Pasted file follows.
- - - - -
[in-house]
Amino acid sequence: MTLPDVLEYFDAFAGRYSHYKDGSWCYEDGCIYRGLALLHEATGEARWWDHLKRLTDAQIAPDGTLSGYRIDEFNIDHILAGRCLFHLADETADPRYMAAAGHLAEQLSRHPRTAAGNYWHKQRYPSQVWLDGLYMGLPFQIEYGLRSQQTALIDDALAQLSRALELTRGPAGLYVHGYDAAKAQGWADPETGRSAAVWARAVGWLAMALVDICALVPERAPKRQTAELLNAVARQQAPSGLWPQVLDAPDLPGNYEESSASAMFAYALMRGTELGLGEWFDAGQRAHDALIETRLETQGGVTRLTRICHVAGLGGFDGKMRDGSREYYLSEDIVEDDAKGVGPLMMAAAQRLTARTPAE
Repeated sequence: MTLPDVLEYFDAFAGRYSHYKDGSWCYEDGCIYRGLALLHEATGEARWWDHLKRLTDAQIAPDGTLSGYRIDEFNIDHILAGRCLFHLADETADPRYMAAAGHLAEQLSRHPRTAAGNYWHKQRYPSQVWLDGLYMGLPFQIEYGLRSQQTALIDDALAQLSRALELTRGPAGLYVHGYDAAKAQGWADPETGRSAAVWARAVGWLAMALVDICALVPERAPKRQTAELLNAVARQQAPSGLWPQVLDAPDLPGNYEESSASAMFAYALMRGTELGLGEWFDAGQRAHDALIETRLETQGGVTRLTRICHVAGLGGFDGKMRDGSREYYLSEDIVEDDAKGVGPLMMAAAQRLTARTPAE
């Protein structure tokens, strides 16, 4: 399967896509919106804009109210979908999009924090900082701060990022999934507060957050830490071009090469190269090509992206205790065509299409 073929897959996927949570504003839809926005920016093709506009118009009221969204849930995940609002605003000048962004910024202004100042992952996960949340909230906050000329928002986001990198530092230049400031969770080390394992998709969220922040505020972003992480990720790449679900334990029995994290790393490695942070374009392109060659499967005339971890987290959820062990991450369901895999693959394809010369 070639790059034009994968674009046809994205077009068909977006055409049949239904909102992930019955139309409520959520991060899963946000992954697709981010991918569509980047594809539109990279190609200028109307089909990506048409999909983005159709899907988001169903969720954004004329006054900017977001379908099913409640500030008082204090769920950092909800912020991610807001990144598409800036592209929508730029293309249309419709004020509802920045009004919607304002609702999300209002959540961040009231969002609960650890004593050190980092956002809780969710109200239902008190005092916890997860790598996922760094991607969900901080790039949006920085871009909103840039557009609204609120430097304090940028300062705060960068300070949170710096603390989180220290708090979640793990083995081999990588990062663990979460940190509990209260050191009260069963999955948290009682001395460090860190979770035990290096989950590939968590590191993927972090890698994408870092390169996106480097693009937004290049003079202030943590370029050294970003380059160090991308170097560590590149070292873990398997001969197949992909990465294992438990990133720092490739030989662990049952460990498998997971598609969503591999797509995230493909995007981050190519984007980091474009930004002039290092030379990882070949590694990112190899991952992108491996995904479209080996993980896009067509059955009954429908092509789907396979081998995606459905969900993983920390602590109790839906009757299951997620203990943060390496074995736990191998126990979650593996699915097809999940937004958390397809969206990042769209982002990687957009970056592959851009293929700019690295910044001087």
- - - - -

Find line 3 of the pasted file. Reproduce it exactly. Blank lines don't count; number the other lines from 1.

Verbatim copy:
Repeated sequence: MTLPDVLEYFDAFAGRYSHYKDGSWCYEDGCIYRGLALLHEATGEARWWDHLKRLTDAQIAPDGTLSGYRIDEFNIDHILAGRCLFHLADETADPRYMAAAGHLAEQLSRHPRTAAGNYWHKQRYPSQVWLDGLYMGLPFQIEYGLRSQQTALIDDALAQLSRALELTRGPAGLYVHGYDAAKAQGWADPETGRSAAVWARAVGWLAMALVDICALVPERAPKRQTAELLNAVARQQAPSGLWPQVLDAPDLPGNYEESSASAMFAYALMRGTELGLGEWFDAGQRAHDALIETRLETQGGVTRLTRICHVAGLGGFDGKMRDGSREYYLSEDIVEDDAKGVGPLMMAAAQRLTARTPAE